activism · animal · animal cruelty · cruelty · cruelty free · vegan

5 Ways to Show Love for Animals on Valentines Day

Even though animals can’t buy us flowers or take us to dinner, they give people unconditional love every day of the year. So how about celebrating Valentine’s Day by giving some of that love back to the animals who suffer the most: the billions of animals on factory farms.

1. Don’t eat them. 

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(can we discuss how adorable this photo is?)

Leaving animals off our plates means not paying for them to be treated in ways that, let’s just say, don’t belong in a greeting card. Here’s how to go vegan in three easy steps!

2. Post some vegan food porn.

Showing off delicious meatless meals through Facebook, Instagram, or other social media is a great way to inspire others to try veg food.

3. Adopt a farm animals for your sweetheart. 

Adopting a farm animal in their name will warm their heart all year.

4. Serve up some vegan sweetness to your loved ones.

Visit ChooseVeg.com’s dessert page and find amazing recipes like Crunchy Peanut Butter Bonbons and Vanilla Bean Cupcakes with Chocolate Ganache. Yum!

5. Donate beds/treats/toys to your local animal shelter.

Shelters are always appreciative of donations and you’ll make the day of a puppy/kitty! What could be better than that?

Happy Valentine’s Day!

activism · animal cruelty · cruelty · cruelty free · facts · Farm Sanctuary · news · vegan

7 Insane (But True) Things About Turkeys

Turkeys know their names, come when you call, and are totally affectionate. They’re better than teenagers.” Elayne Boosler

45 million turkeys are eaten each Thanksgiving (22 million are eaten each Christmas and 19 million are eaten each Easter as well), but how much do you really know about turkeys? Here are 6 interesting facts about turkeys and be sure to share with your friends and family!

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1. Turkeys are very playful animals. Tom Savage, poultry scientist and animal science professor at Oregon State University, observed that if you throw an apple to a group of turkeys, they will play with it together, almost as though it were a football.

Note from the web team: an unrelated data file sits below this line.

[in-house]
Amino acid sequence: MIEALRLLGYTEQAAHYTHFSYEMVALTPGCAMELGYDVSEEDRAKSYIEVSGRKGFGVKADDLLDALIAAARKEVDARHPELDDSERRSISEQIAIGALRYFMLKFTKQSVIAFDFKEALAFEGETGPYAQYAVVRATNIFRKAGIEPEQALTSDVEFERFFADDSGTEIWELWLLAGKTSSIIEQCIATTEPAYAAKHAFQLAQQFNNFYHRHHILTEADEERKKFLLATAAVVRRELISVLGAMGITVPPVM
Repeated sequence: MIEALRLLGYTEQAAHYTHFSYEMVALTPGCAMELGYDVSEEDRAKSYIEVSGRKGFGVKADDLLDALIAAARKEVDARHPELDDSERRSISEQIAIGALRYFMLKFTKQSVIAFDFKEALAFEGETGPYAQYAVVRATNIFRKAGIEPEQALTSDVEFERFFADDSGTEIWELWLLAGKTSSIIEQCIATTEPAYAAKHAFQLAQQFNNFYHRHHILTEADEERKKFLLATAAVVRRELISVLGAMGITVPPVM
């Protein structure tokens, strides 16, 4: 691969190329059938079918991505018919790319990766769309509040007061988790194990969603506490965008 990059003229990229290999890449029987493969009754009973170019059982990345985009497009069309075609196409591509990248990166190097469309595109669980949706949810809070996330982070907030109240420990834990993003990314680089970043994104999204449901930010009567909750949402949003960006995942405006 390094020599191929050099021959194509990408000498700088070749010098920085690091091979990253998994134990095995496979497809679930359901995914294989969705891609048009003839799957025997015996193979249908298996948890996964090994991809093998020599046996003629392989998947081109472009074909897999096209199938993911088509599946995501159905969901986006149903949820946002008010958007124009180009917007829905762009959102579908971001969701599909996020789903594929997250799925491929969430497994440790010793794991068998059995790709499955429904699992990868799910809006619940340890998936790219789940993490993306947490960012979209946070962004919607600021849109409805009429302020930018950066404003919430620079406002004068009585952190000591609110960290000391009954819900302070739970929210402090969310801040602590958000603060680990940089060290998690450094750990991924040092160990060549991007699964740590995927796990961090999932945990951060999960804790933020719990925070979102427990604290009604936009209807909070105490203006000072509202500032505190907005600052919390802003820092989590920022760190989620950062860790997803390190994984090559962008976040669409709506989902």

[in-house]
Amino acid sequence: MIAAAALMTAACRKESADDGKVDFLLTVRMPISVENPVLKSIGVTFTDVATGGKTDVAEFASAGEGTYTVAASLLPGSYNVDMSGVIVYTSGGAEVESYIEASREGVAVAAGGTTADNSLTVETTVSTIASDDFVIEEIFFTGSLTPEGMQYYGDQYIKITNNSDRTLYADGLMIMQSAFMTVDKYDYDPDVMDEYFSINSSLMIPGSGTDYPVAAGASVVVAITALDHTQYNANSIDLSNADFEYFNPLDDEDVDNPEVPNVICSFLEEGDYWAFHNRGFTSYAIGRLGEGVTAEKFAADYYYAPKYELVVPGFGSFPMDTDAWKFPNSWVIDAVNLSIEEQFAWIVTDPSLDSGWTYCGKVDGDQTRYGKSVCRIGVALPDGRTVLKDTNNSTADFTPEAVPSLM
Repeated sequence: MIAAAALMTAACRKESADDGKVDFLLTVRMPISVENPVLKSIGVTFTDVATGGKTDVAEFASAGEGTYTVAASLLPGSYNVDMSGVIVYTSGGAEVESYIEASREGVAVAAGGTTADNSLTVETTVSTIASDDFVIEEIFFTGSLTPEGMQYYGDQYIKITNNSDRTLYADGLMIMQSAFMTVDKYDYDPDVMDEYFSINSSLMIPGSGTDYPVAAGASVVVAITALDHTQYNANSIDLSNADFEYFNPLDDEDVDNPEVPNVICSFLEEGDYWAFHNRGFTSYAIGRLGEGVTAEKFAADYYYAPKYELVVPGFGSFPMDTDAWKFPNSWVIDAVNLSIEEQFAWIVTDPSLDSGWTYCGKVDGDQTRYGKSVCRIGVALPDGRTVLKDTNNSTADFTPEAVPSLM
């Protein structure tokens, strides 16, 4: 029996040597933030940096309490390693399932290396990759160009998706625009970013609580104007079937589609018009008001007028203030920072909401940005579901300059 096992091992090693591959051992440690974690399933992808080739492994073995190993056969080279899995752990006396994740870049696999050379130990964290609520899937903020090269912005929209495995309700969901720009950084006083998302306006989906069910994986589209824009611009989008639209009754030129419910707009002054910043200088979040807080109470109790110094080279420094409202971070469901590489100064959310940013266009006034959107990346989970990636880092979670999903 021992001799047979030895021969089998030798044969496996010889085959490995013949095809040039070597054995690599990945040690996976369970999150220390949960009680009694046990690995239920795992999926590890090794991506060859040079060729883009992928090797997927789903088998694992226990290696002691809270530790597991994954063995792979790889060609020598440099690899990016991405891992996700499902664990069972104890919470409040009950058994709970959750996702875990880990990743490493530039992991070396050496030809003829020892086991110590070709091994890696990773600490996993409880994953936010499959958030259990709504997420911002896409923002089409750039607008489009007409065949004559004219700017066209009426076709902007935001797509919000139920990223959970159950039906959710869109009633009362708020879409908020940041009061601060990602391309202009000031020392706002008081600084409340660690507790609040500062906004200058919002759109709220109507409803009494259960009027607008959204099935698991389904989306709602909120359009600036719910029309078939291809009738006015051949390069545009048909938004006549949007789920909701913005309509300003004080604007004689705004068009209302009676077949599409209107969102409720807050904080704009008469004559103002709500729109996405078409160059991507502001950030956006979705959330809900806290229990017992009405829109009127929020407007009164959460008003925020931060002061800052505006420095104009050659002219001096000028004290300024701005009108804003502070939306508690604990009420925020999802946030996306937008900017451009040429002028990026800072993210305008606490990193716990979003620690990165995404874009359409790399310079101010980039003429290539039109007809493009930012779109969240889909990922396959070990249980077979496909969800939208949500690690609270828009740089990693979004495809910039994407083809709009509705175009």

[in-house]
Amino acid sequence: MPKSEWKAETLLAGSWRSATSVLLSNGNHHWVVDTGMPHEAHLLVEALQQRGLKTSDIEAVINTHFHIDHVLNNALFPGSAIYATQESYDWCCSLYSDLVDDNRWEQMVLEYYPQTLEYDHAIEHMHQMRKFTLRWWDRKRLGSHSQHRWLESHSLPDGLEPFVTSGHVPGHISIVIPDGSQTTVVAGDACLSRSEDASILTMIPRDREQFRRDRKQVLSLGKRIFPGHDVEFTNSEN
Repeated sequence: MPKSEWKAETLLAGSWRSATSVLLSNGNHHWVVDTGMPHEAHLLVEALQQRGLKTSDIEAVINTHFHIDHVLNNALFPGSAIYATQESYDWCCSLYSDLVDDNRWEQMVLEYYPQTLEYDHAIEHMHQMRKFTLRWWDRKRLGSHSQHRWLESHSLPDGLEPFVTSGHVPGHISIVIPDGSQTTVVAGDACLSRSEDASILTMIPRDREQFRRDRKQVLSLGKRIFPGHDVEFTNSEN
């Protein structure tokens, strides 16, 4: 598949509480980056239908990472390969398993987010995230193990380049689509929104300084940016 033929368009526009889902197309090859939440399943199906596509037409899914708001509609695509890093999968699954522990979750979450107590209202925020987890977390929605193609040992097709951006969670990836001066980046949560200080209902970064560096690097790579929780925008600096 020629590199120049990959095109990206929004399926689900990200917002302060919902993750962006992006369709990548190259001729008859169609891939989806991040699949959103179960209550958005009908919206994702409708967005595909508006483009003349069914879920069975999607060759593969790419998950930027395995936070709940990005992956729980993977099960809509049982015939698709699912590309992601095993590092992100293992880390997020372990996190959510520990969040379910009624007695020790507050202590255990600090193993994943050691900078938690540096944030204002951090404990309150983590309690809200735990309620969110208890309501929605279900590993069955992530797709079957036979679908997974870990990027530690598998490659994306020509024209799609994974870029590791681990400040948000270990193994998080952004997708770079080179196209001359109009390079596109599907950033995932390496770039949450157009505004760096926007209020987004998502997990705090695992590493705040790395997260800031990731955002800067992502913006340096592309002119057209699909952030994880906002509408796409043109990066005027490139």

2. Turkeys form strong social bonds with their family and flock mates. In the wild they sometimes travel in groups of 200 or more. When a turkey is removed from her group, she becomes distressed and calls to her flockmates until she is reunited with them.

3. Baby turkeys, called poults, eat berries, seeds and insects, while adults have a more varied diet that can include acorns and even small reptiles.

4. Benjamin Franklin never proposed the turkey as a symbol for America, but he did once praise them as being “a much more respectable bird” than the bald eagle.

5. A wild turkey’s home territory often exceeds 1,000 acres. Turkeys have an incredible knack for remembering locations. They have been known to recall a location they’ve visited only once. They can remember where they found food the year before and will return to the same spot in search of a meal.

6. Male turkey siblings go out courting females together. The siblings display their plumage alongside each other to attract potential mates. Only the dominant brother, however, will mate with interested females.

7. Turkeys make a complex range of sounds. When they want to gather their family group, they make an urgent-sounding call. When a turkey is alarmed, she uses a special “putt,” sound, and every bird in the flock looks up with apprehension. Sometimes a mother will use a “cackle” when entering or leaving a roost to prompt her brood to follow. Turkeys even make a cat-like purr when they are feeling content.